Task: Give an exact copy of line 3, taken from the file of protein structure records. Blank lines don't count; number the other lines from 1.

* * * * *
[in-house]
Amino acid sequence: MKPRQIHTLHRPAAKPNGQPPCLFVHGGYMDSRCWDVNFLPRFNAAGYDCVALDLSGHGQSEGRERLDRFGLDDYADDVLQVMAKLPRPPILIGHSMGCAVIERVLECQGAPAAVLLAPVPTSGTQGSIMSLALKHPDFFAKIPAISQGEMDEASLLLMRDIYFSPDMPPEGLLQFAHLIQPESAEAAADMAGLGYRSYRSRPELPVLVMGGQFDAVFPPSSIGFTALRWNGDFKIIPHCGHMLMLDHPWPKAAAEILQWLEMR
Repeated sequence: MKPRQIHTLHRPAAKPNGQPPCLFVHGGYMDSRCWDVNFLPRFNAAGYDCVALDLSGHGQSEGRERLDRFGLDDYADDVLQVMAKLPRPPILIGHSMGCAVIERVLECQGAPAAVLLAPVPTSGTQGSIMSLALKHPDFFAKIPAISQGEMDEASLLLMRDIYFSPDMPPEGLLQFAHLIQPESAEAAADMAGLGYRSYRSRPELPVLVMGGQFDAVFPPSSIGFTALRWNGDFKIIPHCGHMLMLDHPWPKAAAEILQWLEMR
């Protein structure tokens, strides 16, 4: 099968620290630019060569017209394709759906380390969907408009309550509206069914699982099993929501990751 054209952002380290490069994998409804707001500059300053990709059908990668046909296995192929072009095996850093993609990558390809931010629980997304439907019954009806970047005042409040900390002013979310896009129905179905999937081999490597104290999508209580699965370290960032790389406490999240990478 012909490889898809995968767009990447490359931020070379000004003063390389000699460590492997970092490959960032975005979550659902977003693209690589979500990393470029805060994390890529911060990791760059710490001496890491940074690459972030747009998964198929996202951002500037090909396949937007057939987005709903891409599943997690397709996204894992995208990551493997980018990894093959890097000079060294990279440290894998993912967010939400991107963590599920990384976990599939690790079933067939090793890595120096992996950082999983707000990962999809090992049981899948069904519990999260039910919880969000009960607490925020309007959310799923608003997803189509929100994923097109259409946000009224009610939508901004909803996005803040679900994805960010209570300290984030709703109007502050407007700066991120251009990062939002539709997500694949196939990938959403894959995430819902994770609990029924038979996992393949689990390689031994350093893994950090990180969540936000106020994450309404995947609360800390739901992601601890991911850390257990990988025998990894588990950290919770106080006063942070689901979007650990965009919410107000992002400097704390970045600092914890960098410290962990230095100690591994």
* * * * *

Repeated sequence: MKPRQIHTLHRPAAKPNGQPPCLFVHGGYMDSRCWDVNFLPRFNAAGYDCVALDLSGHGQSEGRERLDRFGLDDYADDVLQVMAKLPRPPILIGHSMGCAVIERVLECQGAPAAVLLAPVPTSGTQGSIMSLALKHPDFFAKIPAISQGEMDEASLLLMRDIYFSPDMPPEGLLQFAHLIQPESAEAAADMAGLGYRSYRSRPELPVLVMGGQFDAVFPPSSIGFTALRWNGDFKIIPHCGHMLMLDHPWPKAAAEILQWLEMR